While attending the Waterloo Memorial Day Service in 2009, I took some photographs of some people attending the services. I took a photo of an elderly gentleman I presumed was a WWII Vet as he wore a World War II army uniform hat. I took the photo and put it in my files. I entered the photograph in the 2010 Our Iowa Photo Contest, and it was selected as a finalist in the Apr/May People Category.
I entered the same photograph in the 2010 National Cattle Congress Photo Contest, where it received an Honorable mention. About a month after the Cattle Congress contest, I received a call from the daughter-in-law of the Veteran pictured in the photograph. She wanted to know if I was the Robert Hill who took the picture of the Veteran whose photo was in the Apr/May Our Iowa Magazine.
It seems that she had seen the photo in the Our Iowa magazine while she was waiting in her Dentists' Office –and recognizing the photo as her father-in-law, she set out to find me. She was having no luck as the Our Iowa Editorial staff would not release my contact information. She saw the photo again at the National Cattle Congress Photography Contest. She called the Cattle Congress staff, and they apparently did not have any problem releasing my name and number. She was glad she found me and wanted to thank me for honoring her father-in-law and told me that he wanted to meet me.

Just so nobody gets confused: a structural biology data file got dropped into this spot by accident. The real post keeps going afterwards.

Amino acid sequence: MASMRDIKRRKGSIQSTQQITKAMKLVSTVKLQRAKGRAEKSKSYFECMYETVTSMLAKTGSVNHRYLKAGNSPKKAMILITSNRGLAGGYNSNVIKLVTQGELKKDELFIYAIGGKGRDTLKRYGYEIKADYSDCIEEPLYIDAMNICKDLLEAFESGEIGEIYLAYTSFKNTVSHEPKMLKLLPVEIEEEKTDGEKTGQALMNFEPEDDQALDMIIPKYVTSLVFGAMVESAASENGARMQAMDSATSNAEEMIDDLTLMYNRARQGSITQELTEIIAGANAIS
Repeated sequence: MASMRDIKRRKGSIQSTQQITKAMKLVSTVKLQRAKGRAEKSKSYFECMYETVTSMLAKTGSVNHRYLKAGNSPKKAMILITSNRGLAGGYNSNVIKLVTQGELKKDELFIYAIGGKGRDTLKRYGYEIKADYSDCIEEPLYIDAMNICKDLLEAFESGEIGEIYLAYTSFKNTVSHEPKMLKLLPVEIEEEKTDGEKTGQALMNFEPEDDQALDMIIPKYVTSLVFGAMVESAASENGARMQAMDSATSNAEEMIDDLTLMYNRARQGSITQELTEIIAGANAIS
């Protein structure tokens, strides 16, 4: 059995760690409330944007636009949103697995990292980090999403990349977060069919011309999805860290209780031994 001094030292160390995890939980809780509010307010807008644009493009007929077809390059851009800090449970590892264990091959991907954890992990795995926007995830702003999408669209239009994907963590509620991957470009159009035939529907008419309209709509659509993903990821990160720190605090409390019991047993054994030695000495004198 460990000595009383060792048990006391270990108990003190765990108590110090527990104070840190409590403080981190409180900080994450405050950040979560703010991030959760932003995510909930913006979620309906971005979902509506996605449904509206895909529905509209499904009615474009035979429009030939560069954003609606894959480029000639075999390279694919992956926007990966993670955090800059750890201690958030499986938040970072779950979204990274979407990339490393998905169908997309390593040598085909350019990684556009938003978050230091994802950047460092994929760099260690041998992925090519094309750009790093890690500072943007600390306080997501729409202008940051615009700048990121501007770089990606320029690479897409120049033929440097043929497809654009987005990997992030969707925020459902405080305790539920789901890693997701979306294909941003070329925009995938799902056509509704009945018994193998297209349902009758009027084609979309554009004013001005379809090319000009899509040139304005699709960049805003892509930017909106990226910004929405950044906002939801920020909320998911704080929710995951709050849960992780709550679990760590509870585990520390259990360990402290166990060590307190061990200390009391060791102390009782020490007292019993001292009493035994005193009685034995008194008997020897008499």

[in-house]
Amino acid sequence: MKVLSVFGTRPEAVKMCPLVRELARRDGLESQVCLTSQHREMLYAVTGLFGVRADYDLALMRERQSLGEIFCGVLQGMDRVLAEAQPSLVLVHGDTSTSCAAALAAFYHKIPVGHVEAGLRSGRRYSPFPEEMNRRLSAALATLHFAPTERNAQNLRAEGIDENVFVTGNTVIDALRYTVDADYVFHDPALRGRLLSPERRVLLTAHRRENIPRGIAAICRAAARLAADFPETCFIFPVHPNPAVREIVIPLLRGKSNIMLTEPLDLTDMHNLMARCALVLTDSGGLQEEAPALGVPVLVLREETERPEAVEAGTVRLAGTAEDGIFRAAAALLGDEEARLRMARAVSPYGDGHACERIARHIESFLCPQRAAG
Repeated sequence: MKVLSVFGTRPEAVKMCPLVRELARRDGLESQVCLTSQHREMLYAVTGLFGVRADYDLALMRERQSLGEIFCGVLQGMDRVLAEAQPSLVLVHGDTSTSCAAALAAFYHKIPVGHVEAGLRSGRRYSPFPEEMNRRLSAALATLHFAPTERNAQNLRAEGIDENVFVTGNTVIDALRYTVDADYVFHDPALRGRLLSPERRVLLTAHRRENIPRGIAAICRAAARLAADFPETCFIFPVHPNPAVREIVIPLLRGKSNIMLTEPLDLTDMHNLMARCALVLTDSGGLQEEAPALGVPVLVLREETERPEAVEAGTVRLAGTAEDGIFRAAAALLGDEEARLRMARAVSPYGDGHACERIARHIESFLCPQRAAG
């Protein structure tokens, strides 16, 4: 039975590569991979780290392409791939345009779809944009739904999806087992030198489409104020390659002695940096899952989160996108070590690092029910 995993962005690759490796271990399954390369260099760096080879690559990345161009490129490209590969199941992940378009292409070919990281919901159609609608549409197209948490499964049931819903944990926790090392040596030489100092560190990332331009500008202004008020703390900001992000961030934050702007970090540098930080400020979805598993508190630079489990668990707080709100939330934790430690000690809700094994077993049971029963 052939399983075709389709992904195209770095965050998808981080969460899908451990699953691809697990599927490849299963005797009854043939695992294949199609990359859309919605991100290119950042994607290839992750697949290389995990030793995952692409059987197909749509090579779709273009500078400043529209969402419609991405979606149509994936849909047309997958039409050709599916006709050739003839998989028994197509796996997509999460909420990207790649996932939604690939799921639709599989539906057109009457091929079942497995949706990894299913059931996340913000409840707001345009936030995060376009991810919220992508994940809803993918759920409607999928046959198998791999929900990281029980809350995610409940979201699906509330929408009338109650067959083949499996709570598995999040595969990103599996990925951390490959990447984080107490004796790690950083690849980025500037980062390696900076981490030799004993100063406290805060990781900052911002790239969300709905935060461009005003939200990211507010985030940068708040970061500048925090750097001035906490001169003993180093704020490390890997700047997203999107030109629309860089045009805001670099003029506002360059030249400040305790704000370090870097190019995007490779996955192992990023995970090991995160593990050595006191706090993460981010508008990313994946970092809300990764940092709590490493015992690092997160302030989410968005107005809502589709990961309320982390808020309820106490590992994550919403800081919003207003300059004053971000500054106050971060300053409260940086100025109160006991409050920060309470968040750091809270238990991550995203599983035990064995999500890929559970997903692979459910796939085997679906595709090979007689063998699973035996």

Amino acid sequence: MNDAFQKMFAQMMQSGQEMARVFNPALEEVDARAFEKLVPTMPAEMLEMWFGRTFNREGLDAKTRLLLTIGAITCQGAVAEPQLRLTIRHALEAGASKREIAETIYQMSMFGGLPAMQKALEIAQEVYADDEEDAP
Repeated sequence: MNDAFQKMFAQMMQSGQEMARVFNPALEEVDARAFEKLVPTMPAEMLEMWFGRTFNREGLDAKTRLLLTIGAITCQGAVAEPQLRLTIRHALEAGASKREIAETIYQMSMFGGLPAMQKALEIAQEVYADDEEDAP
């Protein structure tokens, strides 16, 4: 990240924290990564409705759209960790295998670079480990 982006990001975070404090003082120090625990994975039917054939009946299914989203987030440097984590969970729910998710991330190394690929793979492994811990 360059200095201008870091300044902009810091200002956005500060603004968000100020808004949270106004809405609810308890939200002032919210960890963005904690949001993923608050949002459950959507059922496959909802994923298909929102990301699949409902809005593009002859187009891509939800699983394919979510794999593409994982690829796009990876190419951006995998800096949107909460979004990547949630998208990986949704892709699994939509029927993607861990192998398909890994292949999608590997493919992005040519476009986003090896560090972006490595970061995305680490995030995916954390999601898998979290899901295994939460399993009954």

I met Robert Troudt in October 2010. He arrived with his daughter and daughter-in-law, and he spent an hour and a half sharing his WWII Stories - some of which his daughters had not heard before. Most people know the phrase "Pointy end of the spear" when referring to the men moving into an area before launching a campaign. Robert Troudt was at the point of the spear. He went out ahead of his company as a scout, EOD Technician, sniper, and who knows what else. Robert told a story about how he shot a python that dropped on him while he was hiding under a tree - unfortunately, he was in the middle of 70,000 enemy soldiers. He made it back to camp and told me that it took six villagers to bring the snake back. They made a billfold for him out of that snake. (Probably a lot of billfolds)!! And he went on to say, "And, I still have it," as he pulled the well-worn billfold out of his pocket.
He's a true hero, modest, soft-spoken, and I do not doubt that he was a badass in the jungle. He was a delight to visit with, and thanks to the photograph in the Our Iowa Magazine, I had a chance to meet him.